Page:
Seems like every day there's another study telling us that coffee is good for us. Or terrible. Well, here's one more to add to the mix.
Researchers from the Harvard School of Public Health have examined not just coffee's effects on health, but how changes in habits of coffee and tea drinking may affect health. Their recent study, published in the journal of Diabetologia last week, showed that increased coffee intake over a four-year period was linked to a decreased risk of having type 2 diabetes.
The study, which draws on longterm observational information from more than 120,000 health professionals for up to 20 years, found that those who had increased their coffee intake by more than one cup a day over a four-year period had an 11% lower risk of having type 2 diabetes. And increased intake wasn't the only consumption change that seemed linked to the disease. Participants who decreased their consumption by more than a cup a day were at a 17% greater risk of having type 2 diabetes.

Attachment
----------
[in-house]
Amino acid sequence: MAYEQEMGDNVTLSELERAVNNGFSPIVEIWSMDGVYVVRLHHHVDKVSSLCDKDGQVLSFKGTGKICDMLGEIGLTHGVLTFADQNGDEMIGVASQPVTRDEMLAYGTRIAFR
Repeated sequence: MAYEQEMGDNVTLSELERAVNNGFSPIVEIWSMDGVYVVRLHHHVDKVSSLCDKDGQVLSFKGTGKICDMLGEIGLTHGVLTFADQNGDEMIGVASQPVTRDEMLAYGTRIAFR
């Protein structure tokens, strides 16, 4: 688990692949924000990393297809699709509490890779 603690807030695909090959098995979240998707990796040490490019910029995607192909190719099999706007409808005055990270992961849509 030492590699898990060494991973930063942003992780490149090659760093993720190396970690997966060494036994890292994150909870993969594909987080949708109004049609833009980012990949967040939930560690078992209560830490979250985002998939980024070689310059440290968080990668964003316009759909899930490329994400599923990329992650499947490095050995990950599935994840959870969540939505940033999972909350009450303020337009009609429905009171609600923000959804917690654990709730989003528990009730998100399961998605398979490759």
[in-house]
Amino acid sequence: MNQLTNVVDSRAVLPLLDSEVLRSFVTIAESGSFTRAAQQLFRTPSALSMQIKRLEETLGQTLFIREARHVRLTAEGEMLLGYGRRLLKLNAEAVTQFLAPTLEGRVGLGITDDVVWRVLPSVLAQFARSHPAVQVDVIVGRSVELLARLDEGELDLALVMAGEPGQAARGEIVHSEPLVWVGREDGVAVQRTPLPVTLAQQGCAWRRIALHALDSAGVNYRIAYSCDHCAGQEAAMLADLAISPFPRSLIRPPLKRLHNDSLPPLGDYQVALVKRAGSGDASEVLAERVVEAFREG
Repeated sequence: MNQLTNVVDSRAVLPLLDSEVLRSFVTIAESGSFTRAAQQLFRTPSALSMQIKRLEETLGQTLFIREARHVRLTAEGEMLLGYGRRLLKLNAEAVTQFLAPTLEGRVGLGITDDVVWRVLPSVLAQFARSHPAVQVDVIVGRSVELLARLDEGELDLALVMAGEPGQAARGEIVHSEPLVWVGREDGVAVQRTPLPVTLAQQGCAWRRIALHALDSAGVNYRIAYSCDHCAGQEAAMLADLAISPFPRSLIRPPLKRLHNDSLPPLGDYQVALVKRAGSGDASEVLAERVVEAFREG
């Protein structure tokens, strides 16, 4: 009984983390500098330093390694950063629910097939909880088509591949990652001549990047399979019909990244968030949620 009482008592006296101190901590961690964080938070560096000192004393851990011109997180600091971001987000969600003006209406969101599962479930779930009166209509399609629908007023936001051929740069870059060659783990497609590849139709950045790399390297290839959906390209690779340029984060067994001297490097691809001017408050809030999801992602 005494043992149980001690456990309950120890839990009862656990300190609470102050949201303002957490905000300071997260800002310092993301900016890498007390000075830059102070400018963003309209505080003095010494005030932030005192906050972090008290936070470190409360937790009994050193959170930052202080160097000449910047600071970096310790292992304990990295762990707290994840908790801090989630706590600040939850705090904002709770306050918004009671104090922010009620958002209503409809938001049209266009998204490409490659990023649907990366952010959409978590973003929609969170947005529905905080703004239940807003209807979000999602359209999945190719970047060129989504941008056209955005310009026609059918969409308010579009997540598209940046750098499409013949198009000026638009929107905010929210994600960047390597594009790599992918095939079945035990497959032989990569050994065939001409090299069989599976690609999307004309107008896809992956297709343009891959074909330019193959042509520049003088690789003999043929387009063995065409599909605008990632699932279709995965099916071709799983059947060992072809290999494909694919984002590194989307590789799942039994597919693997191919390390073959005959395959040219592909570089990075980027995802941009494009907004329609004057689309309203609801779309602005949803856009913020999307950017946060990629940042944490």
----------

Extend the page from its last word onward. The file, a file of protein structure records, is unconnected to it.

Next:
These differences in risk, the study said, held true for coffee but not tea, caffeinated and not decaffeinated coffee, and seemed to exist regardless of initial coffee intake and other lifestyle changes occurring during the same four-year period.
Researchers also noted that a previous meta-analysis had found that for every additional cup of coffee consumed per day, risk of type 2 diabetes dropped by 7%.
Maybe we don't have to feel guilty about that post-lunch cup of coffee after all!